Examples of responsible consumption

examples of responsible consumption

We know that human beings need to reduce the impact that we cause to the environment with the use of resources and daily consumption. For this, the concept of responsible consumption was born. This responsible consumption tries to cause minimal environmental impacts. There are thousands of examples of responsible consumption that can help us give ideas to incorporate into our lives.

In this article we are going to tell you about the best examples of responsible consumption, what is its origin and how you can apply it in your day to day.

What is responsible consumption

sustainable habits

Responsible consumption is a consumption philosophy that seeks to minimize the negative impact on the environment and society, while promoting personal well-being. It is about making informed and conscious decisions when purchasing products or services, considering its complete life cycle, from its manufacture to its final disposal.

First of all, responsible consumption implies being aware of the effects that our purchasing choices have on the world around us. This means that we have to inform ourselves about how products are produced, if sustainable materials are used, if labor law is respected and if ethical practices are adopted. By being informed, we can opt for brands and companies committed to social and environmental responsibility.

This type of eco-friendly consumption also focuses on reducing the amount of resources we use and the waste we generate. This implies Prioritize the durability and quality of the products, instead of opting for low-quality or disposable items that end up in the trash quickly. It also means looking for more sustainable alternatives, such as products that are recycled, reusable or made from renewable materials. Of course, all this is sometimes difficult to incorporate into our lives, since products with these characteristics usually have a higher price that not all consumers can afford.

To have a responsible consumption it is necessary to acquire a smaller lifestyle. This implies reflecting on our real needs and avoiding excessive consumerism, avoiding falling into the trap of acquiring unnecessary things on impulse. In addition, it implies supporting small local producers and ethical businesses, promoting the local economy and contributing to stronger and more sustainable communities.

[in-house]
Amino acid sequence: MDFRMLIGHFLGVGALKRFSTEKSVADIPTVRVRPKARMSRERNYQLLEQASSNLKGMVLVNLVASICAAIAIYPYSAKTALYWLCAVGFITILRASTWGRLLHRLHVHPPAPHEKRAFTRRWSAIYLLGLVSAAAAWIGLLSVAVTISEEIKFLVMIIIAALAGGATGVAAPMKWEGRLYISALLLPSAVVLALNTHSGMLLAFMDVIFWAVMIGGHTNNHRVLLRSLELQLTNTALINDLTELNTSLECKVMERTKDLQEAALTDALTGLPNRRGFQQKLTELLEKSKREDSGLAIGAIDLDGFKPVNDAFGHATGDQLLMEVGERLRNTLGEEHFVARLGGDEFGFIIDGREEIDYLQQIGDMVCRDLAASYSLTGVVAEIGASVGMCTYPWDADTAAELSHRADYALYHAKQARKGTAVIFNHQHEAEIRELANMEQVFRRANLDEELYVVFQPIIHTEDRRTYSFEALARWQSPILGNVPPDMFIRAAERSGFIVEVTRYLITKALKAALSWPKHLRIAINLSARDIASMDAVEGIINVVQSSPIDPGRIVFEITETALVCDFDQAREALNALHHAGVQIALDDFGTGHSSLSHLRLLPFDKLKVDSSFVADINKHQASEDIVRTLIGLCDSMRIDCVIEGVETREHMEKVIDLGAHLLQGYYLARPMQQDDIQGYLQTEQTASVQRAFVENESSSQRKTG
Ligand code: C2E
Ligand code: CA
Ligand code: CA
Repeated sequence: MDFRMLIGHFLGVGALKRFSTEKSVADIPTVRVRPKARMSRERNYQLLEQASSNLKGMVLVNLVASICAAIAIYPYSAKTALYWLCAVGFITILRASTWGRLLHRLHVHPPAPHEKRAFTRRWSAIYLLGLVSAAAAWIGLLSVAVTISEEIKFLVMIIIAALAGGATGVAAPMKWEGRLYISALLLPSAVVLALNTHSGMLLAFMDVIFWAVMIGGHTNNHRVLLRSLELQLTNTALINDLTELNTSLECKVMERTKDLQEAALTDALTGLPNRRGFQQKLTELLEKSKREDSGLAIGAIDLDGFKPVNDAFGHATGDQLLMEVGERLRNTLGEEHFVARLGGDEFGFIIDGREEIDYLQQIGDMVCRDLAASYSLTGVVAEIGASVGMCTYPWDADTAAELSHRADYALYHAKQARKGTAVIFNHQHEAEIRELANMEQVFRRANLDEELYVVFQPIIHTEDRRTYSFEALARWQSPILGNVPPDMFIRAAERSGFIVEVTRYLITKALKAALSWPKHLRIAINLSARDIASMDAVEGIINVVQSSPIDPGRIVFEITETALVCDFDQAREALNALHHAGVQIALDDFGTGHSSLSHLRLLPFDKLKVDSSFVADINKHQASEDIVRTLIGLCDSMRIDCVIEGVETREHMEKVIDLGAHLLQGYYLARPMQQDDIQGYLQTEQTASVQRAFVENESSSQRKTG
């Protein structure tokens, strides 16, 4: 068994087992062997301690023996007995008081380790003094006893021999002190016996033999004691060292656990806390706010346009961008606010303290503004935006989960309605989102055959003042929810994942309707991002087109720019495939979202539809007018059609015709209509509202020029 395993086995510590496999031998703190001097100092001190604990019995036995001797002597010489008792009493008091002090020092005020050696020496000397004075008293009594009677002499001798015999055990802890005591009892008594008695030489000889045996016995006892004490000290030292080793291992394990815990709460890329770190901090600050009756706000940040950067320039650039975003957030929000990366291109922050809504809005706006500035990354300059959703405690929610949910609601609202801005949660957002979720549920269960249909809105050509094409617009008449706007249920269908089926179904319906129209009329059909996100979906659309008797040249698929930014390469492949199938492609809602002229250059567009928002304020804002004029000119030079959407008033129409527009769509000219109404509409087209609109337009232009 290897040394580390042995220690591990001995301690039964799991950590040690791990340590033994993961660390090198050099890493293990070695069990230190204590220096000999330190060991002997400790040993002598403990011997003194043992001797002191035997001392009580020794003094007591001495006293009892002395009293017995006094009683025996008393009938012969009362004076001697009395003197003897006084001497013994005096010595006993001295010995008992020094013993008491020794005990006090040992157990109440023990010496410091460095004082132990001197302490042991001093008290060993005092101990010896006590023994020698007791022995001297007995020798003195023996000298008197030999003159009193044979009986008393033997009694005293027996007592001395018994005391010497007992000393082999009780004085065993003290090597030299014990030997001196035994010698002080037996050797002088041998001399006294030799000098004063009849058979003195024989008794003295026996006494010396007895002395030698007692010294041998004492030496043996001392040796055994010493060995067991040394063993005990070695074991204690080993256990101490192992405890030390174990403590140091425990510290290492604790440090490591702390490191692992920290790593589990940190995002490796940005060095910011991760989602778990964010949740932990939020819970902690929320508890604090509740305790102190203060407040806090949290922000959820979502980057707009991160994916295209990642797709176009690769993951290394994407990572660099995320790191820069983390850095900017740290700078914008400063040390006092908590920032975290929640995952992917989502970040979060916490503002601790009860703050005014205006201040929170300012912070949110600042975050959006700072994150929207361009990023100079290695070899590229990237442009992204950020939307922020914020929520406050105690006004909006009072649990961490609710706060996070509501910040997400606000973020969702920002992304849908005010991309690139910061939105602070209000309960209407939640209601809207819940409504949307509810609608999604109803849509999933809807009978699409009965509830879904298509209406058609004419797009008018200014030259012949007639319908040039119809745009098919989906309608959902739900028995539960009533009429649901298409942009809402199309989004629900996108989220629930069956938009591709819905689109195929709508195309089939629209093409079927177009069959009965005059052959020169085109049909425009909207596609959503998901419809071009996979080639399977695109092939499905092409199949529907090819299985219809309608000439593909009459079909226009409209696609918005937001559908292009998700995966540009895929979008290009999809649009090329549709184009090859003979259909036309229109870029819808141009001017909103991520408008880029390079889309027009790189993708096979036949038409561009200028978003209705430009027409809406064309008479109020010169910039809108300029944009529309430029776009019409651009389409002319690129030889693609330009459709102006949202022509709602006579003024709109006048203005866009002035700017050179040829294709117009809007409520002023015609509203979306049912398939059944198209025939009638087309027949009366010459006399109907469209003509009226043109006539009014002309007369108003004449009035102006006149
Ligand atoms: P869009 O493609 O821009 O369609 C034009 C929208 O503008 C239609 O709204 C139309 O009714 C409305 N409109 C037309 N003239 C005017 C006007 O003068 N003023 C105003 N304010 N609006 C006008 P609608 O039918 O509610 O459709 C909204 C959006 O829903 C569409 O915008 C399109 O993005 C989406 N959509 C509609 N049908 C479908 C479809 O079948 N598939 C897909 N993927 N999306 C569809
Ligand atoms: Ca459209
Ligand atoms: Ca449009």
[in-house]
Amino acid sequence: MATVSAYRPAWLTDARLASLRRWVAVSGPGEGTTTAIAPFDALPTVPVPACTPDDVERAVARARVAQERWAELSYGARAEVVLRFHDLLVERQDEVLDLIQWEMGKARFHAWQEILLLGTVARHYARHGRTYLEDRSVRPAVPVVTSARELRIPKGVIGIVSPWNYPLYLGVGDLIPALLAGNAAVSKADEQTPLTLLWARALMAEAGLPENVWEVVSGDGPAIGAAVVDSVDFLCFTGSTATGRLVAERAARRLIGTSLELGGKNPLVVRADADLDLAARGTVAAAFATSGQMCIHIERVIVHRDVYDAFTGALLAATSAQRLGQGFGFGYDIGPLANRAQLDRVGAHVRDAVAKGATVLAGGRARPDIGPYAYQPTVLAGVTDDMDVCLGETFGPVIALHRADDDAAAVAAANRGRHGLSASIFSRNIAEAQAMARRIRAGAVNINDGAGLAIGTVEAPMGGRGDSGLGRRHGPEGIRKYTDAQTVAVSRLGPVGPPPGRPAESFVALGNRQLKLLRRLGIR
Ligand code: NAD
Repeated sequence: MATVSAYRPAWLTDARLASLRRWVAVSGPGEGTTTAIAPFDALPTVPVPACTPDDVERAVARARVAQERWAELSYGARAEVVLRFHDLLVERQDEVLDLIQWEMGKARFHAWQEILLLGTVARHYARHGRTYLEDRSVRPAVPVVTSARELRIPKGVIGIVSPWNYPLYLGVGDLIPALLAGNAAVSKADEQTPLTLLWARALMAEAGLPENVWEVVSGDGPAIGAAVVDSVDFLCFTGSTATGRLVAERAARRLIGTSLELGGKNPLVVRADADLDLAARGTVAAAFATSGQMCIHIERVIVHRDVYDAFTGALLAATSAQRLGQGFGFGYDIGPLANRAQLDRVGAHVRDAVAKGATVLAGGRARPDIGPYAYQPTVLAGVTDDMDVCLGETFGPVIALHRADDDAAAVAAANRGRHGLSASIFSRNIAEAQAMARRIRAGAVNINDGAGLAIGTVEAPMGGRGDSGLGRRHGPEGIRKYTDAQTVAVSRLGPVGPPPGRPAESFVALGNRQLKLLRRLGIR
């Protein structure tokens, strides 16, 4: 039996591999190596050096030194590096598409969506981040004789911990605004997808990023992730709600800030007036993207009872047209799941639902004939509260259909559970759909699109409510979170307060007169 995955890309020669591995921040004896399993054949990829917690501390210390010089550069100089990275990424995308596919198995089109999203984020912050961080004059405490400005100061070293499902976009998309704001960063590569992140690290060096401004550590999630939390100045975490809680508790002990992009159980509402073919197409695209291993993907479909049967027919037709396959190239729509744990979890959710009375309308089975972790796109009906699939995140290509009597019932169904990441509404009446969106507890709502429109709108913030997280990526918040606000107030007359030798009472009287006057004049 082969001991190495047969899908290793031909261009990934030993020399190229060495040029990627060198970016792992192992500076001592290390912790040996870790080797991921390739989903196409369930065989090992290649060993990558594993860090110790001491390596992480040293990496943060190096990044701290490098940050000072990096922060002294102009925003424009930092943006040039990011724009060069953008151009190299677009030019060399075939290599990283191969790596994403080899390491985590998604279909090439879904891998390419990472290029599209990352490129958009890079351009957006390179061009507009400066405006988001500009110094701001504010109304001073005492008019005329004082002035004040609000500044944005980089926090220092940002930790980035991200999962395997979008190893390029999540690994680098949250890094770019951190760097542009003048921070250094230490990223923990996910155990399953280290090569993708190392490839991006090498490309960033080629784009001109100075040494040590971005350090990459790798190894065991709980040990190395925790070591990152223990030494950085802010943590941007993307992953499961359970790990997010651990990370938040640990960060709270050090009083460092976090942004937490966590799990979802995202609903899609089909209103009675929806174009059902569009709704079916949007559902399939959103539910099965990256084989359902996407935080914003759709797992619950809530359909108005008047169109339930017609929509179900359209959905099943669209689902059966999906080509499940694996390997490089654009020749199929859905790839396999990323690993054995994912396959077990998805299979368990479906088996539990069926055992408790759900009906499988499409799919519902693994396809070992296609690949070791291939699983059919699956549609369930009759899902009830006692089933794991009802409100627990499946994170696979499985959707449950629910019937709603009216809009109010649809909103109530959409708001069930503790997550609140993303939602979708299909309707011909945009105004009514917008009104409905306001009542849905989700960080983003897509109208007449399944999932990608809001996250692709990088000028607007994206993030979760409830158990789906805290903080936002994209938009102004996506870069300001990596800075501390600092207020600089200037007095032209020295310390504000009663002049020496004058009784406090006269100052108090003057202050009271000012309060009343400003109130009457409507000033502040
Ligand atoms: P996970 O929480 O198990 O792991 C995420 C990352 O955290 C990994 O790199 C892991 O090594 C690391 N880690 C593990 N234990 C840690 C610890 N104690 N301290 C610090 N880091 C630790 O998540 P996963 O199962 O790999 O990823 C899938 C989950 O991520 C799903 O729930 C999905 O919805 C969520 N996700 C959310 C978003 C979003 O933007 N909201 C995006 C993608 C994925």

With these habits it is easier to adopt recycling and reuse practices, extend the useful life of products and repair them instead of throwing them away. By doing so, we reduce the amount of waste that ends up in landfills and contribute to the conservation of natural resources.

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examples of responsible consumption in the world

Responsible consumption corresponds to the explosion of consumerism in the XNUMXth century and the transnationalization of industry before globalization, phenomena that brought enormous dividends to the big capitalists who they prioritized profitability over social justice and environmental protection.

The effects of this way of doing things become apparent after some time. On the one hand, economic, social and labor inequalities have increased within countries. On the other hand, on a global scale, climate change and the massive loss of the planet's biodiversity are accelerating.

While this was happening, the insular and local claims initially made by groups with little political and media power began to lose prestige. The 1998 UNDP Human Development Report warned that the current model of industrial development was unsustainable both humanly and ecologically over time.